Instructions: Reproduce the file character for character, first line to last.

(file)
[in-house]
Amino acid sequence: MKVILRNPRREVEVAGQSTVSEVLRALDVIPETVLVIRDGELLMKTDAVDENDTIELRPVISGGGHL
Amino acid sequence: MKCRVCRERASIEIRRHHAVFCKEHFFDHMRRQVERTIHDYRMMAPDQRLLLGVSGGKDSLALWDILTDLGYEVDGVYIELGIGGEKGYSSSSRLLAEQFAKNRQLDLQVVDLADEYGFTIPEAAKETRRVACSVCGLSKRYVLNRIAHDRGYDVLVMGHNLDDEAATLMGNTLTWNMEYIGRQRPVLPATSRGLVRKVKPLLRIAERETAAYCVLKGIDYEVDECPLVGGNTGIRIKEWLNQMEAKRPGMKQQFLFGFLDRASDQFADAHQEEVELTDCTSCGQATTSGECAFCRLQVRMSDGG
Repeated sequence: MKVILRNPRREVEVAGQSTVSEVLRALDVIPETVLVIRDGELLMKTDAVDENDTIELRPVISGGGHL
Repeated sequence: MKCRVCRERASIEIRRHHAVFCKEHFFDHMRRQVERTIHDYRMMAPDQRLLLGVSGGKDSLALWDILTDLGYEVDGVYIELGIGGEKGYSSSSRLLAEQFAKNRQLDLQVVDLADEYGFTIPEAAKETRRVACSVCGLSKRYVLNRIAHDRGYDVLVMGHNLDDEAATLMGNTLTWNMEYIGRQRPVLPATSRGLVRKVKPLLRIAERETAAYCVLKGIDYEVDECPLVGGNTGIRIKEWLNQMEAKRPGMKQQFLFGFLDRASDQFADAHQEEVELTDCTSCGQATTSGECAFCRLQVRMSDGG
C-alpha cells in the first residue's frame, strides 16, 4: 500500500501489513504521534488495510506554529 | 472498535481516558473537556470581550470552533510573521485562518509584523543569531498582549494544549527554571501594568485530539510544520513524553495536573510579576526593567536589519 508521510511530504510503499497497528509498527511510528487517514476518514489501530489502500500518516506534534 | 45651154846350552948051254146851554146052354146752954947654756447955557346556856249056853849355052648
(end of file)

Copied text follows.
[in-house]
Amino acid sequence: MKVILRNPRREVEVAGQSTVSEVLRALDVIPETVLVIRDGELLMKTDAVDENDTIELRPVISGGGHL
Amino acid sequence: MKCRVCRERASIEIRRHHAVFCKEHFFDHMRRQVERTIHDYRMMAPDQRLLLGVSGGKDSLALWDILTDLGYEVDGVYIELGIGGEKGYSSSSRLLAEQFAKNRQLDLQVVDLADEYGFTIPEAAKETRRVACSVCGLSKRYVLNRIAHDRGYDVLVMGHNLDDEAATLMGNTLTWNMEYIGRQRPVLPATSRGLVRKVKPLLRIAERETAAYCVLKGIDYEVDECPLVGGNTGIRIKEWLNQMEAKRPGMKQQFLFGFLDRASDQFADAHQEEVELTDCTSCGQATTSGECAFCRLQVRMSDGG
Repeated sequence: MKVILRNPRREVEVAGQSTVSEVLRALDVIPETVLVIRDGELLMKTDAVDENDTIELRPVISGGGHL
Repeated sequence: MKCRVCRERASIEIRRHHAVFCKEHFFDHMRRQVERTIHDYRMMAPDQRLLLGVSGGKDSLALWDILTDLGYEVDGVYIELGIGGEKGYSSSSRLLAEQFAKNRQLDLQVVDLADEYGFTIPEAAKETRRVACSVCGLSKRYVLNRIAHDRGYDVLVMGHNLDDEAATLMGNTLTWNMEYIGRQRPVLPATSRGLVRKVKPLLRIAERETAAYCVLKGIDYEVDECPLVGGNTGIRIKEWLNQMEAKRPGMKQQFLFGFLDRASDQFADAHQEEVELTDCTSCGQATTSGECAFCRLQVRMSDGG
C-alpha cells in the first residue's frame, strides 16, 4: 500500500501489513504521534488495510506554529 | 472498535481516558473537556470581550470552533510573521485562518509584523543569531498582549494544549527554571501594568485530539510544520513524553495536573510579576526593567536589519 508521510511530504510503499497497528509498527511510528487517514476518514489501530489502500500518516506534534 | 45651154846350552948051254146851554146052354146752954947654756447955557346556856249056853849355052648